To our valued customers,
November 25, 2012
In recent weeks we have discovered new information about our rose oil. After several inquiries from us, our supplier advised that the species used for the rose oil we carry was Rosa centifolia, instead of Rosa damascene. We apologize sincerely for this inaccuracy. It is our policy to be precise in labeling our oils. We have put in place new procedures to insure this does not happen again.
With this new information, we re-evaluated the Rosa centifolia oil against many other sources of both Rosa damascena and Rosa centifolia oils. We found that after testing on both aroma and purity, the oil our supplier had been providing to us—despite the inaccurate species information—was actually the best rose oil we could find. We are correcting our labels so the species is now accurate. We feel the rose oil used in our Rose 20 product is the highest quality and still is a reasonable price.
We have learned a great deal, both from our customers and from various suppliers, as we have further investigated the rose oil market. We discovered that we must be more careful working with suppliers because pure rose oil—due to its extremely high cost—like lavender—is often adulterated. Incorrect species, such as palmarosa and rosewood, are sometimes used to extend and adulterate pure rose oil.
Higher quality rose oil is partially solid at room temperature, due to waxes and resins present in the pure oil. We warm the pure oil to a liquid state and dilute it with certified organic jojoba oil to create Rose 20. This dilution keeps the oil in liquid form at room temperature (for ease of use) and also softens the very intense Rose aroma making it more pleasant and not as sharp. It is common to find rose oil labeled as 100% pure that does not solidify even at temperatures below 60 degrees Fahrenheit, suggesting the oil contains some form of impurity or dilution.
There are two primary species from which rose oil is distilled. The most well known and most talked about species is Rosa damascena (Damask or Turkish Rose), which is grown in many parts of Eastern Europe, but primarily in Bulgaria. The second species commonly distilled—and the species we supply—is known as Rosa centifolia (Moroccan or Provence Rose), which was developed during the middle ages by Dutch rose distillers, and grown mostly in France and Morroco. While both species have identical therapeutic properties, the centifolia species has a lighter, more pleasant aroma and was once used heavily in the French perfume industry. The damascena species has become so well publicized in recent years that there has been more frequent adulteration and dilution of that oil, including the shipments coming from Bulgaria.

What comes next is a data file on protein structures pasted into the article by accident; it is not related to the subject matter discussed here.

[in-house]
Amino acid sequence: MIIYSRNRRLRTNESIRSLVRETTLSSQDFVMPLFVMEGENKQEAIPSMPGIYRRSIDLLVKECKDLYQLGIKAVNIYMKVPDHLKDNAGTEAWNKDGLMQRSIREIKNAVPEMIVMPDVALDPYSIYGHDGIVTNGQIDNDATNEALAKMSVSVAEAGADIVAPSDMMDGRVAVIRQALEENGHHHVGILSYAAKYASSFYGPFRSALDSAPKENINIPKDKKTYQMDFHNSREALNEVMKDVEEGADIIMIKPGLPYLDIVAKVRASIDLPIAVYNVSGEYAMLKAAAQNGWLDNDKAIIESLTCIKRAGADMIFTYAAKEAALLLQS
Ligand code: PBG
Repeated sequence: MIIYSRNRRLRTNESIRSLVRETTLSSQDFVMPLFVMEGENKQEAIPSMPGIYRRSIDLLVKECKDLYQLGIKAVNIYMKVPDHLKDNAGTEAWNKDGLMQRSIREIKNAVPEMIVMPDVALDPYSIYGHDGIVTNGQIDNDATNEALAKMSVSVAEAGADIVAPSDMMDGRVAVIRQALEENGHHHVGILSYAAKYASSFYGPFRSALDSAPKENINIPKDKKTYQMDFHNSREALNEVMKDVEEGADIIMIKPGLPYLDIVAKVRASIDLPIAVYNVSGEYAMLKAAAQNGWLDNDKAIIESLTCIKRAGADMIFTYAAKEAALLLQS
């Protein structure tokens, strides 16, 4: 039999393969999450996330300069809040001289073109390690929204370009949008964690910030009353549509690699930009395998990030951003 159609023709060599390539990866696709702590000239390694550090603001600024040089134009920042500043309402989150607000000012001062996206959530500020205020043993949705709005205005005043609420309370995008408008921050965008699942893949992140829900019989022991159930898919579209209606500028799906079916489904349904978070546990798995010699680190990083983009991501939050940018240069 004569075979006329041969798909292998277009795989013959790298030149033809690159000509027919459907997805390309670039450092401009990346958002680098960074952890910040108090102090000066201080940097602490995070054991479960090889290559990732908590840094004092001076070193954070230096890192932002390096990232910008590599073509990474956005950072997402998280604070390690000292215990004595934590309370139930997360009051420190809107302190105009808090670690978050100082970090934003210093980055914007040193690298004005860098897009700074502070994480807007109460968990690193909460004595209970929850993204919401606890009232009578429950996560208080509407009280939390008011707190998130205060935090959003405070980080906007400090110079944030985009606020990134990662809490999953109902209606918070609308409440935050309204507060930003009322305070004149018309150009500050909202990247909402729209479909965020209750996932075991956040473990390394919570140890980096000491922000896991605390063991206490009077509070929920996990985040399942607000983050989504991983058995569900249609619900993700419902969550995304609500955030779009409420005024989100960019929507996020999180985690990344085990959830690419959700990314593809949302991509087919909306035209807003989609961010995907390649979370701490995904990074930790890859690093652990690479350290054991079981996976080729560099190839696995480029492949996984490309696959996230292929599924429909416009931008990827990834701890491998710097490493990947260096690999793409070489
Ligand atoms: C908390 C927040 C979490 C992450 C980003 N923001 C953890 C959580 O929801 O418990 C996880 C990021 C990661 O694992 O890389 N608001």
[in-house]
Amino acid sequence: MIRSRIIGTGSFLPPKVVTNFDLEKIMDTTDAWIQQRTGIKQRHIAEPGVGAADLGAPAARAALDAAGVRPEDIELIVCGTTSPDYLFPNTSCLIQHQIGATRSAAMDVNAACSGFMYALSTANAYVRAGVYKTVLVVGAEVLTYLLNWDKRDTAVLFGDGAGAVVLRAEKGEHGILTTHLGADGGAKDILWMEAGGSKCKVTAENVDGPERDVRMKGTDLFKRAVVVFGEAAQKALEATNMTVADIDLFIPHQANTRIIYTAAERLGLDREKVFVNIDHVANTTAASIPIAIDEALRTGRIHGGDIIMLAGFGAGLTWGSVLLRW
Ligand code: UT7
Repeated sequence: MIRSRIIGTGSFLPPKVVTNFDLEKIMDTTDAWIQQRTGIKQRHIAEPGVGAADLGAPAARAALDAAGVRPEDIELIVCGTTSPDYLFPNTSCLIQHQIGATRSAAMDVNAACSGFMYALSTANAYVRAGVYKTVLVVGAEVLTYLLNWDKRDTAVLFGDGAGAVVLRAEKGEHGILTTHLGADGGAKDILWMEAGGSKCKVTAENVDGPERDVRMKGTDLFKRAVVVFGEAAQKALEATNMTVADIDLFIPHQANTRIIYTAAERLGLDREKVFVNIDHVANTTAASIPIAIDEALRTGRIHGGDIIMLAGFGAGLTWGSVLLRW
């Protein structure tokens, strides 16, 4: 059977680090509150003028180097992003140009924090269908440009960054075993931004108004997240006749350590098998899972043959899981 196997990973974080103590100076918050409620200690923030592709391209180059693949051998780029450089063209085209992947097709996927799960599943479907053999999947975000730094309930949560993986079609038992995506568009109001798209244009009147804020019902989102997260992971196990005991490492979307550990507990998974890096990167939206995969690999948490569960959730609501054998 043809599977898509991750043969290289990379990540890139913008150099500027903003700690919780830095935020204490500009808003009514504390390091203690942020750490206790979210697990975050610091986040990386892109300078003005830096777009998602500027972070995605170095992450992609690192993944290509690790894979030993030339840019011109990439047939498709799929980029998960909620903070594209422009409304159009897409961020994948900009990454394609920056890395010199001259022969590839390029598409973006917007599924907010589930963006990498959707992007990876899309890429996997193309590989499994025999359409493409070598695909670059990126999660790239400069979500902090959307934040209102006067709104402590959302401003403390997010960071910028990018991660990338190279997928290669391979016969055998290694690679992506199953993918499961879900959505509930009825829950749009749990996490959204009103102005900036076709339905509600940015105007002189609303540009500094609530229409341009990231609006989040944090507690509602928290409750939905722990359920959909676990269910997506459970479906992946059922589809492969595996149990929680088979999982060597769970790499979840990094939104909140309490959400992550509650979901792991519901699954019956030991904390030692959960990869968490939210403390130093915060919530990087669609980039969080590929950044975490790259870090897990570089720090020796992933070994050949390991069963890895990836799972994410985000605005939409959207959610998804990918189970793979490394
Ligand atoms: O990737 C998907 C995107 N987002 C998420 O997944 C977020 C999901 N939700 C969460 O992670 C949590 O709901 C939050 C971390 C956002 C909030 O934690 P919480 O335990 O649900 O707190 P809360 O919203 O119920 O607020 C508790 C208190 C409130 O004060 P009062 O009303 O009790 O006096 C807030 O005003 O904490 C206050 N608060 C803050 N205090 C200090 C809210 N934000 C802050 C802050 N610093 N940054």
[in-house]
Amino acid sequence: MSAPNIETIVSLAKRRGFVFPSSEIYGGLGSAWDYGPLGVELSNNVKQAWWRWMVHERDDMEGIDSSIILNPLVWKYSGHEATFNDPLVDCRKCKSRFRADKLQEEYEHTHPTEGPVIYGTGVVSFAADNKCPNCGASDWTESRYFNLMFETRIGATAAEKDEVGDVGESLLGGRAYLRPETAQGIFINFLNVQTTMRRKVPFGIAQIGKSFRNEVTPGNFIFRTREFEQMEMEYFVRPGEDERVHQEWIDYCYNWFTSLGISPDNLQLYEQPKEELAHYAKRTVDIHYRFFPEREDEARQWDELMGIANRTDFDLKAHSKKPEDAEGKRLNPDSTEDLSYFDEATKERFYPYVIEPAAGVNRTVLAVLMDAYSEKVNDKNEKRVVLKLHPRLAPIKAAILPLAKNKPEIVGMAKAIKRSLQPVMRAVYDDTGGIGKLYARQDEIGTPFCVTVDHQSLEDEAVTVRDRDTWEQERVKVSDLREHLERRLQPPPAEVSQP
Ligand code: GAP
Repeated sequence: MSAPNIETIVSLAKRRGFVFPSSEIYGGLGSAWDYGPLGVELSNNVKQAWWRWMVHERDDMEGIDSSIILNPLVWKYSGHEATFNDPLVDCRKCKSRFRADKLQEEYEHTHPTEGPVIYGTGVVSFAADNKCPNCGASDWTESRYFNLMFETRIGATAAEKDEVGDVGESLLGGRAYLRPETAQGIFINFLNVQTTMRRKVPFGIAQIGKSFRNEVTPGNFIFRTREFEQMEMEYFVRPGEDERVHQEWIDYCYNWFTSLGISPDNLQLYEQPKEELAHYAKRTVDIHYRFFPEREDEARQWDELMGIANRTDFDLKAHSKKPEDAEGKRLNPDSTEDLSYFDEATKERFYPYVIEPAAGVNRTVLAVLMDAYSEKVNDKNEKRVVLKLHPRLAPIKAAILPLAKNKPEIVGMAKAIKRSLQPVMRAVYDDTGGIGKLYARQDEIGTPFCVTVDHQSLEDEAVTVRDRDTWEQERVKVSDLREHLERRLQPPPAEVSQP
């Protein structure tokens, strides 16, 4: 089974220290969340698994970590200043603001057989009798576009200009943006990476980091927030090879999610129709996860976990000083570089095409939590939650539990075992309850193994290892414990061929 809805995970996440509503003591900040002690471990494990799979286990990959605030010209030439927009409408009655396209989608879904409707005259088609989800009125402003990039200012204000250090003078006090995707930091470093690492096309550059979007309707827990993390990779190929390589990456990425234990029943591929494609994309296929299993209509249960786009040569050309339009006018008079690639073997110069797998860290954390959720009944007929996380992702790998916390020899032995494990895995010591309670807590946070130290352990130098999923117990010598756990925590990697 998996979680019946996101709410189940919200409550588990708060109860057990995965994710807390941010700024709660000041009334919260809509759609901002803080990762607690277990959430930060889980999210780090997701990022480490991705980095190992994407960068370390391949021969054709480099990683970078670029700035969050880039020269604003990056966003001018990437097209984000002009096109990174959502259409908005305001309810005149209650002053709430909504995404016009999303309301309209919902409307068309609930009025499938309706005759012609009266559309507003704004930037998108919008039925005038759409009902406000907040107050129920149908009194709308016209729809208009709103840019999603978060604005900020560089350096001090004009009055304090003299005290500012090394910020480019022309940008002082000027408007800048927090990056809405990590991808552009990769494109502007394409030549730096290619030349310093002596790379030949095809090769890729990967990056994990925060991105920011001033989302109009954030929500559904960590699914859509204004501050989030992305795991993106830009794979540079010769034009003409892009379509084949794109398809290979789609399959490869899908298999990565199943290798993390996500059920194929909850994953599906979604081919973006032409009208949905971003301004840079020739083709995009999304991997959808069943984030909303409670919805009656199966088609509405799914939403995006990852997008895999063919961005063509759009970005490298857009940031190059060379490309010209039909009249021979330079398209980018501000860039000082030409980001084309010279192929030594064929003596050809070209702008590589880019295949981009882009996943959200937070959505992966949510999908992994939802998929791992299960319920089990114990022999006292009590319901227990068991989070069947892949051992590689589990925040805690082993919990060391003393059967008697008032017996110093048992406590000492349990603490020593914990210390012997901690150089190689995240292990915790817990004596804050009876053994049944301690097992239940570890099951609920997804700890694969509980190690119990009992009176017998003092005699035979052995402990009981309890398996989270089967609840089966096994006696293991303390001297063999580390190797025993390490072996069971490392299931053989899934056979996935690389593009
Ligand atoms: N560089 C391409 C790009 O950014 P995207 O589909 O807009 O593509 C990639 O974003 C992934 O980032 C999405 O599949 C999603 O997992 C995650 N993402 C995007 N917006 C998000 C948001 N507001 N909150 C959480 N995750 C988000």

There are some additional rose species/hybrids grown for oil distillation, including Rosa gallica and Rosa indica. Growers and distillers of rose oil are constantly creating new hybrid species that will produce more blossoms and generate higher volumes of oil. As with any natural plant product, rose oil will have subtle variations from season to season, from one climate to another, and even from one farm to another.
In the perfume industry, natural rose oil has now been completely replaced by synthetic rose substitutes. One industry source recently estimated that synthetic rose oil is found in nearly 50% of all men’s fragrances and nearly 100% of all women’s fragrances.
With the rapidly increasing demand for this extremely expensive oil, we have tried to select the highest quality rose oil for the most reasonable price. This is a difficult balance. After testing four different rose oils from 3 different suppliers, we have made the decision to continue with the more delicate oil from the Rosa centifolia species in our Rose 20 blend. There are several reasons for this change:
1. The therapeutic properties of centifolia oil and damascena oil are virtually identical.
2. The centifolia aroma, though very close to the damascena aroma, is more attractive to most people. Some experts say it has a stronger aphrodisiac property.
3. The centifolia oil we have selected is, we believe, of a higher and more consistent quality than with damascena oils.
4. The supply of centifolia oil seems to be more stable than with the damascena oils.
As we continue our quest to supply premium quality essential oils, our priority is always on finding oils that produce therapeutic results. We expect our customers to be able to feel the difference with Aroma Shield essential oils.
We will have new labels for our Rose 20 oil with a few days. Until that time we are temporarily holding Rose 20 shipments so the bottles will be labeled correctly. We apologize for this short delay and appreciate your patience with us.
With our sincere appreciation and best holiday wishes,
Aroma Shield LLC